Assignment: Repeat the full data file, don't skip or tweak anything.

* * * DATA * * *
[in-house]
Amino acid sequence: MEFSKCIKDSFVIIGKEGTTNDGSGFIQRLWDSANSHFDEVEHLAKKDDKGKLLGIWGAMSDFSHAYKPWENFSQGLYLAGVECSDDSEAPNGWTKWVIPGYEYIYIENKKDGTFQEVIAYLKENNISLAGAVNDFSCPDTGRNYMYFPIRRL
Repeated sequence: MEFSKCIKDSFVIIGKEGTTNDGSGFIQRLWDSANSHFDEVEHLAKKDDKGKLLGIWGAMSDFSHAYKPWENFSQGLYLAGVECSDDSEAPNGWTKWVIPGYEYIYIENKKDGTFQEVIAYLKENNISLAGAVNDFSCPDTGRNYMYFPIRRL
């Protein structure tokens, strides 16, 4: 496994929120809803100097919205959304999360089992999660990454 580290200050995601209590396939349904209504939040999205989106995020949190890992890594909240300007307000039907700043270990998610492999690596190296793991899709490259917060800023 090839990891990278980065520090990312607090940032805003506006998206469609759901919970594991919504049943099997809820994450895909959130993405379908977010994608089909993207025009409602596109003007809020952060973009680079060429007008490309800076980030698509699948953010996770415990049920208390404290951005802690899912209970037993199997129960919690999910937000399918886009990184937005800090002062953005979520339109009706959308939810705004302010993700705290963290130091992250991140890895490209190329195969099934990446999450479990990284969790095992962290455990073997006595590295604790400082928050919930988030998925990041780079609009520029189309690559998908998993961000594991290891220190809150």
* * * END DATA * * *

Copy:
[in-house]
Amino acid sequence: MEFSKCIKDSFVIIGKEGTTNDGSGFIQRLWDSANSHFDEVEHLAKKDDKGKLLGIWGAMSDFSHAYKPWENFSQGLYLAGVECSDDSEAPNGWTKWVIPGYEYIYIENKKDGTFQEVIAYLKENNISLAGAVNDFSCPDTGRNYMYFPIRRL
Repeated sequence: MEFSKCIKDSFVIIGKEGTTNDGSGFIQRLWDSANSHFDEVEHLAKKDDKGKLLGIWGAMSDFSHAYKPWENFSQGLYLAGVECSDDSEAPNGWTKWVIPGYEYIYIENKKDGTFQEVIAYLKENNISLAGAVNDFSCPDTGRNYMYFPIRRL
């Protein structure tokens, strides 16, 4: 496994929120809803100097919205959304999360089992999660990454 580290200050995601209590396939349904209504939040999205989106995020949190890992890594909240300007307000039907700043270990998610492999690596190296793991899709490259917060800023 090839990891990278980065520090990312607090940032805003506006998206469609759901919970594991919504049943099997809820994450895909959130993405379908977010994608089909993207025009409602596109003007809020952060973009680079060429007008490309800076980030698509699948953010996770415990049920208390404290951005802690899912209970037993199997129960919690999910937000399918886009990184937005800090002062953005979520339109009706959308939810705004302010993700705290963290130091992250991140890895490209190329195969099934990446999450479990990284969790095992962290455990073997006595590295604790400082928050919930988030998925990041780079609009520029189309690559998908998993961000594991290891220190809150």